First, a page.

Tuesday, July 11, 2017

USA: Arnold Brunner's "Forgotten" Synagogue, the former Cong. Shaaray Tefila

New York, NY. Former Cong. Shaaray Tefila (now Ukrainian Cathedral), West 82nd St. Arnold Brunner, arch., 1896. Photo: Samuel D. Gruber 2017.
New York, NY. Former Cong. Shaaray Tefila (now Ukrainian Cathedral), West 82nd St. Arnold Brunner, arch., 1896. Photo: Samuel D. Gruber 2017
USA: Arnold Brunner's "Forgotten" Synagogue, the former Congregation Shaaray Tefila
by Samuel D. Gruber

The synagogues of architect Arnold W. Brunner (1857-1925) are increasingly well known.  I have published about Brunner, as have colleagues Steven Fine and David Kaufman. But despite a few articles and passing mentions in various works, there is still much to be discovered and presented about Brunner's influential residential, institutional, synagogue, and urban design work (I've been working off and on toward that book for several years now).

I'm inspired to come back now to one significant, though little known, Brunner project because I recently walked by it while visiting David Kaufman. So of course the building - the former Congregation Shaaray Tefila, built in 1896, and now the Ukrainian Orthodox Cathedral - came up in conversations about New York synagogues and Jewish history.

Earliest image of former Shaaray Tefila from New York Times (April 14, 1894, p. 8)
Brunner designed at least seven independent synagogues as well as several synagogues included as parts of larger complexes, especially hospitals. The early synagogues are each quite distinct, as Brunner incorporated elements from various sources, and was still grappling with his own idea of what a synagogue is and how a synagogue building should appear. In the mid-1890s one can see Brunner moving away from the more exotic Romanesque, Venetian and Moorish influences and developing a more contemporary style rooted in Georgian or Colonial architecture, and then, with the success of congregation Shearith Israel, combining this with fully classical exteriors.  By the late 1890s he settled on his preferred form and decorative palette – which  he stayed with for a quarter century. This was linked to an intellectual foundation for his synagogue designs, adapting ancient architecture to contemporary needs as expressed in his writings on synagogue architecture.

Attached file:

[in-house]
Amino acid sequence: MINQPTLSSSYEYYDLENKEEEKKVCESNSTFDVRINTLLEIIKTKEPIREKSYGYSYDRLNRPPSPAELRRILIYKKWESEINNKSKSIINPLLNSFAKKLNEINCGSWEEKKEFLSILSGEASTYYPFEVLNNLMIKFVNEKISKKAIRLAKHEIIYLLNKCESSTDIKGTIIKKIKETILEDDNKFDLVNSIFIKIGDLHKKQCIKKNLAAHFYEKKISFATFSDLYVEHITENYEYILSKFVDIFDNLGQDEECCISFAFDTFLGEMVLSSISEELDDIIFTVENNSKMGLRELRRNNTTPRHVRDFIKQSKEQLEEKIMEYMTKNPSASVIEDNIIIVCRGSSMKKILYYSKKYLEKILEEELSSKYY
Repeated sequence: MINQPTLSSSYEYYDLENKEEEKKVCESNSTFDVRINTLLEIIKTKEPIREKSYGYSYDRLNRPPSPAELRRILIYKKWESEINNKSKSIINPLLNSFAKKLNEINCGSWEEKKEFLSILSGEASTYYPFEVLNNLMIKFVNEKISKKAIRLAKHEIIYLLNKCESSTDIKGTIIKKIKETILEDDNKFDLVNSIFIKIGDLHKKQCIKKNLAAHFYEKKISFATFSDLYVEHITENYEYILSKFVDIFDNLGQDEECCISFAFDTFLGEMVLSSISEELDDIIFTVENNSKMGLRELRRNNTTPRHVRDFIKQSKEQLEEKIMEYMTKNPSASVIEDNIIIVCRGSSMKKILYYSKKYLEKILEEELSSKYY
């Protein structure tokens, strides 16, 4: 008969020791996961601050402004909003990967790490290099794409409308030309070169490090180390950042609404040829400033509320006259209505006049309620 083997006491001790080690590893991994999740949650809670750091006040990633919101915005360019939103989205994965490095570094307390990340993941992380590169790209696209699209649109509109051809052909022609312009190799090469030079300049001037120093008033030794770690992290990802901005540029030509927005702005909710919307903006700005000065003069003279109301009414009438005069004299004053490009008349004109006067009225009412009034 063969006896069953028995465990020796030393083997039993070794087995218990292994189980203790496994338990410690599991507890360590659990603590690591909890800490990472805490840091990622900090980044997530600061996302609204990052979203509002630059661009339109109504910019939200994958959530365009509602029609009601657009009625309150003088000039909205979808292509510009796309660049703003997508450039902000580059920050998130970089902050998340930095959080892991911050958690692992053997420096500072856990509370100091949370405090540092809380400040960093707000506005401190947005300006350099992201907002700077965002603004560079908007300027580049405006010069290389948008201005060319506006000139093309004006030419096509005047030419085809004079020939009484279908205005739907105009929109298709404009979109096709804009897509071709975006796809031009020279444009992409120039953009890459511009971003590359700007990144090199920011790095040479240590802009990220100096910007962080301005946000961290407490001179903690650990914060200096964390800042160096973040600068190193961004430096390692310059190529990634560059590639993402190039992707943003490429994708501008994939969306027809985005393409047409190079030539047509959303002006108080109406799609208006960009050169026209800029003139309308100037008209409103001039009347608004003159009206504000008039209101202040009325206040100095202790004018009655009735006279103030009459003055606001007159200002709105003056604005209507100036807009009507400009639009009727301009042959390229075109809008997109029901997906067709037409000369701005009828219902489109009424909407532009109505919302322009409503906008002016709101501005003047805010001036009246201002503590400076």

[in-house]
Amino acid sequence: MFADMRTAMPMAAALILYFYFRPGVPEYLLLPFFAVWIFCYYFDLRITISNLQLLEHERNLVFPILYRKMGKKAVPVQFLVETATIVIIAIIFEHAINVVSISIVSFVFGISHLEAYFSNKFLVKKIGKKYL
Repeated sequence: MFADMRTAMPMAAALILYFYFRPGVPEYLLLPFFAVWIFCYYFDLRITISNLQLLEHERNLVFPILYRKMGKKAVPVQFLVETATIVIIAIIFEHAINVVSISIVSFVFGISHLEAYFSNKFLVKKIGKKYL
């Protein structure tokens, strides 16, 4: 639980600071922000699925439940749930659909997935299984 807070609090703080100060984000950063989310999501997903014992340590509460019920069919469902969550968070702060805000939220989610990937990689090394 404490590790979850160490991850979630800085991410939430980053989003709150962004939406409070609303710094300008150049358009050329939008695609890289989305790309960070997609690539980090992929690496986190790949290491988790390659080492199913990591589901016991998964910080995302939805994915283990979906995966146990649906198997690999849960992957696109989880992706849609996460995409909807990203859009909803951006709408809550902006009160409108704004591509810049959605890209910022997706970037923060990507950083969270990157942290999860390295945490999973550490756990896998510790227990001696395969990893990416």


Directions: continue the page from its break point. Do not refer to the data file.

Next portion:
New York, NY. Former Cong. Shaaray Tefila (now Ukrainian Cathedral), West 82nd St. Arnold Brunner, arch., 1896. Photo: Samuel D. Gruber 2017
New York, NY. Former Cong. Shaaray Tefila (now Ukrainian Cathedral), West 82nd St. Arnold Brunner, arch., 1896. Photo: sideways.nyc
New York, NY. Former Cong. Shaaray Tefila (now Ukrainian Cathedral), West 82nd St. Detail of original stained glass. Arnold Brunner, arch., 1896. Photo: sideways.nyc
New York, NY.  Cong. Shearith Israel, Central Park West. Detail of original stained glass. Arnold Brunner, arch., 1896-97. Photo: Samuel D. Gruber
Because they were highly visible, all of Brunner’s New York synagogues were quite influential, though his own rapid development in the 1890s made his earliest work at Beth El and Shaaray Tefila almost obsolete as a source for others within a few years of their erection. Still, both synagogues were copied in part, and at least two close copies of Shaaray Tefila were built by other architects in Manhattan.

Just two year’s after the dedication of Beth-El, Brunner (and his partner Tryon) were at work on a new synagogue project – the new home of Congregation Shaaray Tefila, designated for a site at West 82nd Street and Amsterdam avenues on the Upper West Side. The cornerstone was laid on October 5, 1893.  The rabbi of Beth-El, Rev. Dr. K. Kohler offered the dedicatory prayer. [see: “Synagogue Cornerstone Laid,” New York Times (Oct. 6, 1893), p. 9.].

Congregation Shaaray Tefila grew out of Congregation B’nai Jeshurun. The congregation had previously worshiped at Broadway near Franklin Street, and then moved to Wooster Street, and then in 1866 they bought land on 44th street near Broadway and erected a new building designed by Henry Fernbach, that was dedicated May 4, 1869. Brunner probably grew up as a member of that congregation and would have been very familiar with the earlier building, and probably celebrated his Bar mitzvah there in the fall of 1870. The building influenced his design for Beth-El. Services for Brunner’s deceased uncle Samuel Brunner (1830-1872) took place there in 1872. Samuel was the brother of William Brunner, and he was married to Brunner’s mother’s sister Sophia (1846-1922). There were even closer family reasons for Brunner’s receiving the commission. The president of the Congregation was Solomon B. Solomon (1842-1930), the younger brother of Brunner’s mother Isabella. Arnold Brunner’s grandfather, Barnett Solomon (1806-1897), past president of the congregation, had the honor of tapping the cornerstone into place.

I have not consulted any records of the congregation, but some are preserved at the American Jewish Archives and I'll try to look at them when in Cincinnati in November. 
New York, NY. Former Cong. Shaaray Tefila (now Ukrainian Cathedral), West 82nd St. Window dtl with Mo0rish elements. Arnold Brunner, arch., 1896. Photo: Samuel D. Gruber 2008